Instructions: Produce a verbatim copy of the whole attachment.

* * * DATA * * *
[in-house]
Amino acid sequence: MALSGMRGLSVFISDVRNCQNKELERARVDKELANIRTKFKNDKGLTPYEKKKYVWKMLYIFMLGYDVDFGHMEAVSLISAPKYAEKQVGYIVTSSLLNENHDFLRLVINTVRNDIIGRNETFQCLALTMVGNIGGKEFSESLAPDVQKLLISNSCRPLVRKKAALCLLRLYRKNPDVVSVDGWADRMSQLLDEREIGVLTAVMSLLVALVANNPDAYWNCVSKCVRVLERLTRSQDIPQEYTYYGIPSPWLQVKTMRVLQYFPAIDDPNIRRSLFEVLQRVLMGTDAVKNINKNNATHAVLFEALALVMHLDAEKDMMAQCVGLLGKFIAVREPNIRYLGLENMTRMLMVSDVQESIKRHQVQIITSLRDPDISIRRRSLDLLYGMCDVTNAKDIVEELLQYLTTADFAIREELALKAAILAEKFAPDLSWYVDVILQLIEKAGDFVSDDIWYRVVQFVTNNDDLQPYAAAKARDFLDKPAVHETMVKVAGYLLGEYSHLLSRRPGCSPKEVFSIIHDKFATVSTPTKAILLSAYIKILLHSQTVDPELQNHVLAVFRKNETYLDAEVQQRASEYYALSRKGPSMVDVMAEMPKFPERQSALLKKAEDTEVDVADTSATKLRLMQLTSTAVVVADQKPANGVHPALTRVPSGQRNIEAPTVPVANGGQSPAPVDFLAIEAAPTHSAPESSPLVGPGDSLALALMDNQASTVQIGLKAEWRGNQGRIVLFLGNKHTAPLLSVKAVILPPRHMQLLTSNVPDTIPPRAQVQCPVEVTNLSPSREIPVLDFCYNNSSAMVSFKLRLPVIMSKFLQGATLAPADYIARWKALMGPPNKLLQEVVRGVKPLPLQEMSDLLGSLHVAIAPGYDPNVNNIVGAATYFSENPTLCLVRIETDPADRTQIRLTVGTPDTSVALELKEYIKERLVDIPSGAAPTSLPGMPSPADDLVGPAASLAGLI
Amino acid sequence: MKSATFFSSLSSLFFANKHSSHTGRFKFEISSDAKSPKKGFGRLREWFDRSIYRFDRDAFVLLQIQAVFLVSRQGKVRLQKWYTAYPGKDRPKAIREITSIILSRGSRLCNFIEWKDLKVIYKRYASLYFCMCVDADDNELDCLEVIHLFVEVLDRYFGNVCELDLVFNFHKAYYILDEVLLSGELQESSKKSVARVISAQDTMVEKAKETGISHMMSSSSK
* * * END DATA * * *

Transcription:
[in-house]
Amino acid sequence: MALSGMRGLSVFISDVRNCQNKELERARVDKELANIRTKFKNDKGLTPYEKKKYVWKMLYIFMLGYDVDFGHMEAVSLISAPKYAEKQVGYIVTSSLLNENHDFLRLVINTVRNDIIGRNETFQCLALTMVGNIGGKEFSESLAPDVQKLLISNSCRPLVRKKAALCLLRLYRKNPDVVSVDGWADRMSQLLDEREIGVLTAVMSLLVALVANNPDAYWNCVSKCVRVLERLTRSQDIPQEYTYYGIPSPWLQVKTMRVLQYFPAIDDPNIRRSLFEVLQRVLMGTDAVKNINKNNATHAVLFEALALVMHLDAEKDMMAQCVGLLGKFIAVREPNIRYLGLENMTRMLMVSDVQESIKRHQVQIITSLRDPDISIRRRSLDLLYGMCDVTNAKDIVEELLQYLTTADFAIREELALKAAILAEKFAPDLSWYVDVILQLIEKAGDFVSDDIWYRVVQFVTNNDDLQPYAAAKARDFLDKPAVHETMVKVAGYLLGEYSHLLSRRPGCSPKEVFSIIHDKFATVSTPTKAILLSAYIKILLHSQTVDPELQNHVLAVFRKNETYLDAEVQQRASEYYALSRKGPSMVDVMAEMPKFPERQSALLKKAEDTEVDVADTSATKLRLMQLTSTAVVVADQKPANGVHPALTRVPSGQRNIEAPTVPVANGGQSPAPVDFLAIEAAPTHSAPESSPLVGPGDSLALALMDNQASTVQIGLKAEWRGNQGRIVLFLGNKHTAPLLSVKAVILPPRHMQLLTSNVPDTIPPRAQVQCPVEVTNLSPSREIPVLDFCYNNSSAMVSFKLRLPVIMSKFLQGATLAPADYIARWKALMGPPNKLLQEVVRGVKPLPLQEMSDLLGSLHVAIAPGYDPNVNNIVGAATYFSENPTLCLVRIETDPADRTQIRLTVGTPDTSVALELKEYIKERLVDIPSGAAPTSLPGMPSPADDLVGPAASLAGLI
Amino acid sequence: MKSATFFSSLSSLFFANKHSSHTGRFKFEISSDAKSPKKGFGRLREWFDRSIYRFDRDAFVLLQIQAVFLVSRQGKVRLQKWYTAYPGKDRPKAIREITSIILSRGSRLCNFIEWKDLKVIYKRYASLYFCMCVDADDNELDCLEVIHLFVEVLDRYFGNVCELDLVFNFHKAYYILDEVLLSGELQESSKKSVARVISAQDTMVEKAKETGISHMMSSSSK